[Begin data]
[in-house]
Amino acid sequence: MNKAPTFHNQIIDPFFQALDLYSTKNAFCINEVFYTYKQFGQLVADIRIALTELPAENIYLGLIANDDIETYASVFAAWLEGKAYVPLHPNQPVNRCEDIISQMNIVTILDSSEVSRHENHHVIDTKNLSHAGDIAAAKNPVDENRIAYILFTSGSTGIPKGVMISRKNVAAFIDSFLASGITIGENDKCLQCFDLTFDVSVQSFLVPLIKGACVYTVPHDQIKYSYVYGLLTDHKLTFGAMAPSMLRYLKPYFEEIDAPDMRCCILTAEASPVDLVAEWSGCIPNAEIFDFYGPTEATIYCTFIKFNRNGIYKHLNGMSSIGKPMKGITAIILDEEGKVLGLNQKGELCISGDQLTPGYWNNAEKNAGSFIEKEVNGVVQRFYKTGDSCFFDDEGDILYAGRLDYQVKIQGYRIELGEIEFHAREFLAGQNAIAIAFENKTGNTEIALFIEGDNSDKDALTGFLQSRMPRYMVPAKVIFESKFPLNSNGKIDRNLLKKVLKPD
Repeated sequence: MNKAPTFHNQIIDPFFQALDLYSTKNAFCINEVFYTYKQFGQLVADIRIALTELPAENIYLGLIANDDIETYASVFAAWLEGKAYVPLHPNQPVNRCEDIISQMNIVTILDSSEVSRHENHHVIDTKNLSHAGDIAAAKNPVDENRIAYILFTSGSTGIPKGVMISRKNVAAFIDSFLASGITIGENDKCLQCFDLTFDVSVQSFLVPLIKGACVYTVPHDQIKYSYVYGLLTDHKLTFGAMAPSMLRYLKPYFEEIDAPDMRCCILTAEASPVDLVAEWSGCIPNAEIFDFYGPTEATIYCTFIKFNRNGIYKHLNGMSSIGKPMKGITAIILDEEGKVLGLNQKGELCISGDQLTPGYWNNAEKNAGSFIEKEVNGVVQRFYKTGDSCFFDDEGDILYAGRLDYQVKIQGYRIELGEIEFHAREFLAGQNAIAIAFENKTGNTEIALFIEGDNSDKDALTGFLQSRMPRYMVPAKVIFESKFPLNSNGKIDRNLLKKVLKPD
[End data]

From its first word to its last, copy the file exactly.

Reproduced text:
[in-house]
Amino acid sequence: MNKAPTFHNQIIDPFFQALDLYSTKNAFCINEVFYTYKQFGQLVADIRIALTELPAENIYLGLIANDDIETYASVFAAWLEGKAYVPLHPNQPVNRCEDIISQMNIVTILDSSEVSRHENHHVIDTKNLSHAGDIAAAKNPVDENRIAYILFTSGSTGIPKGVMISRKNVAAFIDSFLASGITIGENDKCLQCFDLTFDVSVQSFLVPLIKGACVYTVPHDQIKYSYVYGLLTDHKLTFGAMAPSMLRYLKPYFEEIDAPDMRCCILTAEASPVDLVAEWSGCIPNAEIFDFYGPTEATIYCTFIKFNRNGIYKHLNGMSSIGKPMKGITAIILDEEGKVLGLNQKGELCISGDQLTPGYWNNAEKNAGSFIEKEVNGVVQRFYKTGDSCFFDDEGDILYAGRLDYQVKIQGYRIELGEIEFHAREFLAGQNAIAIAFENKTGNTEIALFIEGDNSDKDALTGFLQSRMPRYMVPAKVIFESKFPLNSNGKIDRNLLKKVLKPD
Repeated sequence: MNKAPTFHNQIIDPFFQALDLYSTKNAFCINEVFYTYKQFGQLVADIRIALTELPAENIYLGLIANDDIETYASVFAAWLEGKAYVPLHPNQPVNRCEDIISQMNIVTILDSSEVSRHENHHVIDTKNLSHAGDIAAAKNPVDENRIAYILFTSGSTGIPKGVMISRKNVAAFIDSFLASGITIGENDKCLQCFDLTFDVSVQSFLVPLIKGACVYTVPHDQIKYSYVYGLLTDHKLTFGAMAPSMLRYLKPYFEEIDAPDMRCCILTAEASPVDLVAEWSGCIPNAEIFDFYGPTEATIYCTFIKFNRNGIYKHLNGMSSIGKPMKGITAIILDEEGKVLGLNQKGELCISGDQLTPGYWNNAEKNAGSFIEKEVNGVVQRFYKTGDSCFFDDEGDILYAGRLDYQVKIQGYRIELGEIEFHAREFLAGQNAIAIAFENKTGNTEIALFIEGDNSDKDALTGFLQSRMPRYMVPAKVIFESKFPLNSNGKIDRNLLKKVLKPD